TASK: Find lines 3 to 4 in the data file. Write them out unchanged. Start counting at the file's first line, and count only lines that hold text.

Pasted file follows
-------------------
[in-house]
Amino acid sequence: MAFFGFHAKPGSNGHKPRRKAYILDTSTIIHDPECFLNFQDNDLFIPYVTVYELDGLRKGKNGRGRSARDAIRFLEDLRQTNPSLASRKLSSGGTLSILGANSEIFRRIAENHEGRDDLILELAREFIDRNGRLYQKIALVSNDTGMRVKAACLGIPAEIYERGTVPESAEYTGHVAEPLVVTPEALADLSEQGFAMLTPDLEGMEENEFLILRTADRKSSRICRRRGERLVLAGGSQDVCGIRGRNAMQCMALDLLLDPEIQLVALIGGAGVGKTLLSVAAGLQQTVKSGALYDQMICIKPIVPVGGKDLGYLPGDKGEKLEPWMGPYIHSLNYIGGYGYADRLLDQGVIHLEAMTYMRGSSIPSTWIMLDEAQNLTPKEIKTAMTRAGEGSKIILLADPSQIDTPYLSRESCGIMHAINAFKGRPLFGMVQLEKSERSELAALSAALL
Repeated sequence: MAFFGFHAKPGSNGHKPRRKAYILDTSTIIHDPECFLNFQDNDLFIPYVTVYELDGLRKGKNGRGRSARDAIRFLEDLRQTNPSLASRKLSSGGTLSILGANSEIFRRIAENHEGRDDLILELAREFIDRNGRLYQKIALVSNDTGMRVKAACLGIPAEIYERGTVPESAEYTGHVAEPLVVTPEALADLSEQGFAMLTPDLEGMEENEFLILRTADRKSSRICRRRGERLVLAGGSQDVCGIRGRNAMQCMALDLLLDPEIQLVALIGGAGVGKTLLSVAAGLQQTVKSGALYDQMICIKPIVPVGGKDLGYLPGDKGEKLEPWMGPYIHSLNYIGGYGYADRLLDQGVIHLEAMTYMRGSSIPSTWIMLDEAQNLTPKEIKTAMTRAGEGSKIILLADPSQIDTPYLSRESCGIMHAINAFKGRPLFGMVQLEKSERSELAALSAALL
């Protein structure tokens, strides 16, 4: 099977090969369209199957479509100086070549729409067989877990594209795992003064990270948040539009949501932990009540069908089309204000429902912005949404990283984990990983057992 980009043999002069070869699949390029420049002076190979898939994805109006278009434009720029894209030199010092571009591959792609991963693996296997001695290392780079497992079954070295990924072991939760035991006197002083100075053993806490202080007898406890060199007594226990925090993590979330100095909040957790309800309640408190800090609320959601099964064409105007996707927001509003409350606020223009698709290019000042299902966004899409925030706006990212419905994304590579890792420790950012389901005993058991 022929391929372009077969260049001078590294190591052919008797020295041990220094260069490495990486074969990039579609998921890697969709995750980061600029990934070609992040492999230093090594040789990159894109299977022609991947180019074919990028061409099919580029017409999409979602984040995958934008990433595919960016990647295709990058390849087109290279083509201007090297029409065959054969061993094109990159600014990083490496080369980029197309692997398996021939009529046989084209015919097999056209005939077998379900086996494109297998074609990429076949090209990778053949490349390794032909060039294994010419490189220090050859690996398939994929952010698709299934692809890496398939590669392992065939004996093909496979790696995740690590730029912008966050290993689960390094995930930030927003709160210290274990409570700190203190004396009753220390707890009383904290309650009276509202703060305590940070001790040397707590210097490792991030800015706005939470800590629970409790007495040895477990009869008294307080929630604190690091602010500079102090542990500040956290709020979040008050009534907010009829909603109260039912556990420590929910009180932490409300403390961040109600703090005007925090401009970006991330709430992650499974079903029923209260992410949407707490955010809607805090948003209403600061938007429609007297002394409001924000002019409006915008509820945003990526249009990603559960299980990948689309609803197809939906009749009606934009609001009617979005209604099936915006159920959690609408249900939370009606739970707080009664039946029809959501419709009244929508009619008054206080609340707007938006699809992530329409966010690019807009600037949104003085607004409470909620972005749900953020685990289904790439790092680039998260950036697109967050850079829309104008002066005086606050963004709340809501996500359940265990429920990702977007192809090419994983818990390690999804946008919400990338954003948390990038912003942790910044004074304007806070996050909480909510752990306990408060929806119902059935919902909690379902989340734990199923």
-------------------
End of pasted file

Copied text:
Repeated sequence: MAFFGFHAKPGSNGHKPRRKAYILDTSTIIHDPECFLNFQDNDLFIPYVTVYELDGLRKGKNGRGRSARDAIRFLEDLRQTNPSLASRKLSSGGTLSILGANSEIFRRIAENHEGRDDLILELAREFIDRNGRLYQKIALVSNDTGMRVKAACLGIPAEIYERGTVPESAEYTGHVAEPLVVTPEALADLSEQGFAMLTPDLEGMEENEFLILRTADRKSSRICRRRGERLVLAGGSQDVCGIRGRNAMQCMALDLLLDPEIQLVALIGGAGVGKTLLSVAAGLQQTVKSGALYDQMICIKPIVPVGGKDLGYLPGDKGEKLEPWMGPYIHSLNYIGGYGYADRLLDQGVIHLEAMTYMRGSSIPSTWIMLDEAQNLTPKEIKTAMTRAGEGSKIILLADPSQIDTPYLSRESCGIMHAINAFKGRPLFGMVQLEKSERSELAALSAALL
């Protein structure tokens, strides 16, 4: 099977090969369209199957479509100086070549729409067989877990594209795992003064990270948040539009949501932990009540069908089309204000429902912005949404990283984990990983057992 980009043999002069070869699949390029420049002076190979898939994805109006278009434009720029894209030199010092571009591959792609991963693996296997001695290392780079497992079954070295990924072991939760035991006197002083100075053993806490202080007898406890060199007594226990925090993590979330100095909040957790309800309640408190800090609320959601099964064409105007996707927001509003409350606020223009698709290019000042299902966004899409925030706006990212419905994304590579890792420790950012389901005993058991 022929391929372009077969260049001078590294190591052919008797020295041990220094260069490495990486074969990039579609998921890697969709995750980061600029990934070609992040492999230093090594040789990159894109299977022609991947180019074919990028061409099919580029017409999409979602984040995958934008990433595919960016990647295709990058390849087109290279083509201007090297029409065959054969061993094109990159600014990083490496080369980029197309692997398996021939009529046989084209015919097999056209005939077998379900086996494109297998074609990429076949090209990778053949490349390794032909060039294994010419490189220090050859690996398939994929952010698709299934692809890496398939590669392992065939004996093909496979790696995740690590730029912008966050290993689960390094995930930030927003709160210290274990409570700190203190004396009753220390707890009383904290309650009276509202703060305590940070001790040397707590210097490792991030800015706005939470800590629970409790007495040895477990009869008294307080929630604190690091602010500079102090542990500040956290709020979040008050009534907010009829909603109260039912556990420590929910009180932490409300403390961040109600703090005007925090401009970006991330709430992650499974079903029923209260992410949407707490955010809607805090948003209403600061938007429609007297002394409001924000002019409006915008509820945003990526249009990603559960299980990948689309609803197809939906009749009606934009609001009617979005209604099936915006159920959690609408249900939370009606739970707080009664039946029809959501419709009244929508009619008054206080609340707007938006699809992530329409966010690019807009600037949104003085607004409470909620972005749900953020685990289904790439790092680039998260950036697109967050850079829309104008002066005086606050963004709340809501996500359940265990429920990702977007192809090419994983818990390690999804946008919400990338954003948390990038912003942790910044004074304007806070996050909480909510752990306990408060929806119902059935919902909690379902989340734990199923």